These donors are not interested in remediating the market’s damage or covering over its blind spots. Instead, they see business values as the solution to all problems, and they see nothing hypocritical about impatiently demanding results.
Michael Edwards originally conceived his case against philanthrocapitalism as a pamphlet, and although Small Change is somewhat fleshed out, it remains essentially that. It is an argument that rarely breaks form to give the reader much in the way of historical narrative, original interviews, or sustained stories. One soon gets the sense that the author is reiterating the same point many times over with only slight variation. His point is admittedly a good one. But it is saying something that, with just 106 pages in its main text, the book feels like it could have been shortened.
Alternately, Edwards might have added to his work by turning his critical eye on the world of more traditional foundations. Even before the most recent wave of Silicon Valley hotshots started refashioning noblesse oblige as an extension of their business savvy, there were plenty of problems with established traditions of organized philanthropy.
Foundation grant-makers, even in their more benign forms, give wealthy donors inordinate control over social movements. Outside of member-funded groups like labor unions, it is rare today to find a progressive organization that does not routinely suffer the indignity of begging foundation patrons for cash, repackaging its work to fit in with the latest crazes and buzz-words in the philanthropic community, and fearing that its boldest activism may cost it needed grants.
Interestingly, Edwards saves some of his most provocative proposals for just a few pages at the end of his book. There he goes beyond critiquing the philanthrocaptialism and instead suggests ways to renovate foundations in general. He notes that only eight percent of philanthropy goes to anything like human rights work, poverty reduction, or grassroots organizing; the lion’s share instead goes to the arts and religion. He argues not only that foundations should fund social change groups working outside the mainstream, but also that they should include grassroots representatives in their decision-making processes. Moreover, grants should come with fewer strings attached, so that social movement groups are not burdened with constant reporting and renewal applications. Edwards writes, “Philanthropy should be a support system, not a control system, for broad-based social change.” Here’s hoping that those who have succeeded him at the Ford Foundation agree.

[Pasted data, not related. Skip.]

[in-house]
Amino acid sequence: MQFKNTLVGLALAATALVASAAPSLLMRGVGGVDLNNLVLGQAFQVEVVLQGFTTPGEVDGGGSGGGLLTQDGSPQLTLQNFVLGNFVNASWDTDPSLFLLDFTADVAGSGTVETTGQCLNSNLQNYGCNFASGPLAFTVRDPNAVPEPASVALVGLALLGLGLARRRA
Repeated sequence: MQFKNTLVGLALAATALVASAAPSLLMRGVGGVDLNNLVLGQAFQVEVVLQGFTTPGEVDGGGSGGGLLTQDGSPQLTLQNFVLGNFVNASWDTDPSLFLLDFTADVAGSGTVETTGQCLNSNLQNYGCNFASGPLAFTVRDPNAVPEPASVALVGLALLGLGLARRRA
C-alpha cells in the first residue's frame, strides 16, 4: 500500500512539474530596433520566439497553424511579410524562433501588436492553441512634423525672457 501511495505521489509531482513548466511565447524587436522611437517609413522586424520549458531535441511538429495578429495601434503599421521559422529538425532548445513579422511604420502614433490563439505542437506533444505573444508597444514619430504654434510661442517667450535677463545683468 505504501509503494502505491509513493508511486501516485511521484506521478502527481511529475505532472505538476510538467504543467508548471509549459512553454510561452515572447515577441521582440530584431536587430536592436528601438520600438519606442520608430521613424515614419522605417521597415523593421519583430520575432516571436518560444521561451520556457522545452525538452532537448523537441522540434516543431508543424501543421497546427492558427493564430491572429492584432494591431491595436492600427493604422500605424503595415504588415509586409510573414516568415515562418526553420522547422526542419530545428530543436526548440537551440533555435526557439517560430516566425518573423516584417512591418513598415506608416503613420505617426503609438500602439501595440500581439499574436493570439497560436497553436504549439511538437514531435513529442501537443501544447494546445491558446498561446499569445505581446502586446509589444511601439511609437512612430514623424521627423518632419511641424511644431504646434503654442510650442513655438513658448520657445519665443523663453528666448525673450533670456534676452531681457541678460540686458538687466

In changing their operations for the better, foundations have no reason to look to the corporate world as a model of virtue. Edwards quotes James Gustave Speth of Yale University, who says, “In the end, a responsible company is one that is required to be responsible by law.” In an economic system based on the imperative to produce shareholder returns, corporations have developed a set of skills and values that allows them to be very efficient at doing just that-even when it conflicts with the social good. Expecting these same skills and values to serve a different master, one that is in many ways antithetical to the limitless pursuit of profit, is at least naïve and possibly dangerous.
No amount of wishful thinking, however “results-oriented,” is likely to change that.